Ted Kooser

United States Poet Laureate (2004-2006)
Pulitzer Prize-winning Poet

Readings & Lecture Topics

  • Two Years in the Catbird Seat: My Experience as Poet Laureate
  • Fine Tuning Metaphors
  • Poetry and Cancer Recovery
  • An Evening with Ted Kooser

“Ted Kooser is an American original, whose work in poetry is akin to the paintings of Grant Wood and the music of Aaron Copland. Kooser’s poetry is regional and realistic, as lean as Shaker furniture, and like Shaker furniture it is a poetry that values aesthetic beauty, formal economy, and practical use.” —Kenyon Review

“Read individually, his poems sparkle with insight. Read together, they provide a broad and believable portrait of contemporary America.” — Dana Gioia

“There is a sense of quiet amazement at the core of all Kooser’s work.” —Ed Hirsch

Two-time United States Poet Laureate (2004-2006), the highly regarded Nebraskan poet Ted Kooser was the first poet from the Great Plains to hold the position. A professor of English at the University of Nebraska-Lincoln, he is the author of thirteen full-length collections of poetry, including Weather Central (University of Pittsburgh Press, 1994) and Delights and Shadows (Copper Canyon), which won the 2005 Pulitzer Prize. His two collections, Splitting An Order (Copper Canyon) and The Wheeling Year (University of Nebraska Press), were released in 2014. Kooser’s most recent collection Kindest Regards (Copper Canyon, 2018) celebrates his sixty years as a working American poet and includes both old poems and new. Kooser’s writing is known for its clarity, precision, and accessibility; and his poems are included in textbooks and anthologies used in both secondary schools and college classrooms across the country. In addition to poetry, Kooser has written in a variety of forms including plays, fiction, personal essays, literary criticism, and children’s books. As Poet Laureate he started the American Life in Poetry project.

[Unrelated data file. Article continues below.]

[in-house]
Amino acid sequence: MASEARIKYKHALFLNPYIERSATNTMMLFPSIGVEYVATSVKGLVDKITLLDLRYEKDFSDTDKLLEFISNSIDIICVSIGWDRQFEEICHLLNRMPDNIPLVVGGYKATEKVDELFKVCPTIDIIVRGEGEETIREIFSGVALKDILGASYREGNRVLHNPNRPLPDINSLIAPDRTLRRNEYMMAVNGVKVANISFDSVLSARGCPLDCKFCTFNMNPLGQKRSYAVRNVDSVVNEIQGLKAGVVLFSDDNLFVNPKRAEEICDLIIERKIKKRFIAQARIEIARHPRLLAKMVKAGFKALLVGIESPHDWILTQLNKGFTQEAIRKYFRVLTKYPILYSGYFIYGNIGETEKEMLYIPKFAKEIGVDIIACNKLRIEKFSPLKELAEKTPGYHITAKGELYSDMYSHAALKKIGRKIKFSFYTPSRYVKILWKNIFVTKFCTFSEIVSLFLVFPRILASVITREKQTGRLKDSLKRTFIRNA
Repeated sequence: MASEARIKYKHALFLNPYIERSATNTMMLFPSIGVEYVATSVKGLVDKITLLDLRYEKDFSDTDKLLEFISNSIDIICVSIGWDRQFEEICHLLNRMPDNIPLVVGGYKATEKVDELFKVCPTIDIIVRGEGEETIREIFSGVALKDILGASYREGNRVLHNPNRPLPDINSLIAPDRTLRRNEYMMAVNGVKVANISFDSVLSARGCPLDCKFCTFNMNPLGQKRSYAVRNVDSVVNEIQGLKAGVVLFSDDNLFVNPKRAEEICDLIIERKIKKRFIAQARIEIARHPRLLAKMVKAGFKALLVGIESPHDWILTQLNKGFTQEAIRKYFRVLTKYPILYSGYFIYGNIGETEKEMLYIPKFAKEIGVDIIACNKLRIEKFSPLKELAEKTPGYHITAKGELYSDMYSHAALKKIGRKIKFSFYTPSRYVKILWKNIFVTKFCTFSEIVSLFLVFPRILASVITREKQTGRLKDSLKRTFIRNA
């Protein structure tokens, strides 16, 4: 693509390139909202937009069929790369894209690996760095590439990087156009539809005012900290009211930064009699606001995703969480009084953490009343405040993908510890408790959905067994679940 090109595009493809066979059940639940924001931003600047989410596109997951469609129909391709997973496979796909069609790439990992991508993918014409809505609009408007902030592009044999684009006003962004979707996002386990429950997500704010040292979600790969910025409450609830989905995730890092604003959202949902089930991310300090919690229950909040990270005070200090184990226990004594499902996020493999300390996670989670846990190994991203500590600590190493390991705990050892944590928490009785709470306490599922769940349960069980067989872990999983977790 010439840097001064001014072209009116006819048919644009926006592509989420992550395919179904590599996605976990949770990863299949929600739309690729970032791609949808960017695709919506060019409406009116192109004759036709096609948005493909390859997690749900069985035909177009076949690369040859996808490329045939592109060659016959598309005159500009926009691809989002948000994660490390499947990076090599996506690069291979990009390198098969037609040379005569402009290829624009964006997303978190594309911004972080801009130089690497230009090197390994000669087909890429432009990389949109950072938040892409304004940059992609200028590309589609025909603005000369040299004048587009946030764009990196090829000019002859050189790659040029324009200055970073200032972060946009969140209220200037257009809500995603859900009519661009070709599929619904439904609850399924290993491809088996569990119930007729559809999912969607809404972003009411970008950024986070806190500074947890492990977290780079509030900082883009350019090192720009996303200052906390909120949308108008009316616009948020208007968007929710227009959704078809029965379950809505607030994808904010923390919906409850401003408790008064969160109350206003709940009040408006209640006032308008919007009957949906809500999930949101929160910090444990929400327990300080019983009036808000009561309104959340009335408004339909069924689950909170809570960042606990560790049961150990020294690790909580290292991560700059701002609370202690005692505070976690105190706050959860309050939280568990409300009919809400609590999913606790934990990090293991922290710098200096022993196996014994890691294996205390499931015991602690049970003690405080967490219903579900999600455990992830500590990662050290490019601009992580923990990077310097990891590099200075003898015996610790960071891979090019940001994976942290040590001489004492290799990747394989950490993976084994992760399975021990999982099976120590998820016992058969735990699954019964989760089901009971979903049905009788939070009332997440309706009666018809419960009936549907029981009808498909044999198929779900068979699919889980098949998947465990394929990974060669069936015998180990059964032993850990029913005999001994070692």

The Poetry Home Repair Manual (University of Nebraska Press, 2005) gives beginning poets tips for their writing. Lights on a Ground of Darkness (University of Nebraska Press, 2010) is a memoir of family stories. His first book of prose, Local Wonders: Seasons in the Bohemian Alps (University of Nebraska Press, 2002), won the Nebraska Book Award for Nonfiction in 2003 and Third Place in the Barnes & Noble Discover Great New Writers Award in Nonfiction for 2002. The book was chosen as the Best Book Written by a Midwestern Writer for 2002 by Friends of American Writers.  It also won the Gold Award for Autobiography in ForeWord Magazine’s Book of the Year Awards. He has written three children’s books from Candlewick Press, The Bell in the Bridge (2015), Bag in the Wind (2010), illustrated by Barry Root, and The House Held Up by Trees (2012).   In the spring of 2014, a literary biography of Kooser written by Mary K. Stillwell was published by University of Nebraska.

Over the years his works have appeared in many periodicals including The Atlantic Monthly, Poetry, The Hudson Review, The Nation, The American Poetry Review, The Kenyon Review, Prairie Schooner, and Antioch Review. He has received two NEA fellowships in poetry, four Pushcart Prizes, the Stanley Kunitz Prize, The James Boatwright Prize, and a Merit Award from the Nebraska Arts Council.

Born in Ames, Iowa, in 1939, Kooser earned a BS at Iowa State University in 1962 and an MA at the University of Nebraska in 1968. He is a former vice president of the Lincoln Benefit Life, where he worked as an insurance executive for many years. He lives on an acreage near the town of Garland, Nebraska, with his wife, Kathleen Rutledge, and dog Howard. He also has a son, Jeff, and two granddaughters, Margaret and Penelope.

Ted Kooser’s website

A two-time United States Poet Laureate, Ted Kooser is the author of fifteen full-length collections of poetry, including Kindest Regards (2018); Splitting An Order (2014); Weather Central; and Delights and Shadows, which won the 2005 Pulitzer Prize. His prose books include The Wheeling Year (2014) and Local Wonders: Seasons in the Bohemian Alps, which won the Nebraska Book Award for Nonfiction in 2003. His writing has appeared in many periodicals including The Atlantic Monthly, Poetry, The Hudson Review, The Nation, The American Poetry Review, The Kenyon Review, Prairie Schooner, and Antioch Review. He has received two NEA fellowships in poetry, and written three children’s books from Candlewick Press, The Bell in the Bridge (2015)Bag in the Wind, illustrated by Barry Root, and The House Held Up by Trees.

This new collection celebrates Ted Kooser’s sixty years as a working American poet and includes generous selections from his first book, published at age 30, through all the intervening books, chapbooks, and special editions up to and including his a prize-winning chapbook, “At Home,: published at age 78. This book also includes a generous selection of new poems. Kindest Regards was chosen for the selection’s title to reflect the poet’s affection and respect for the world as he has encountered it during a long and happy life. The shadows of grief and loss fall over these poems, too, but they never succumb to dejection or self-pity.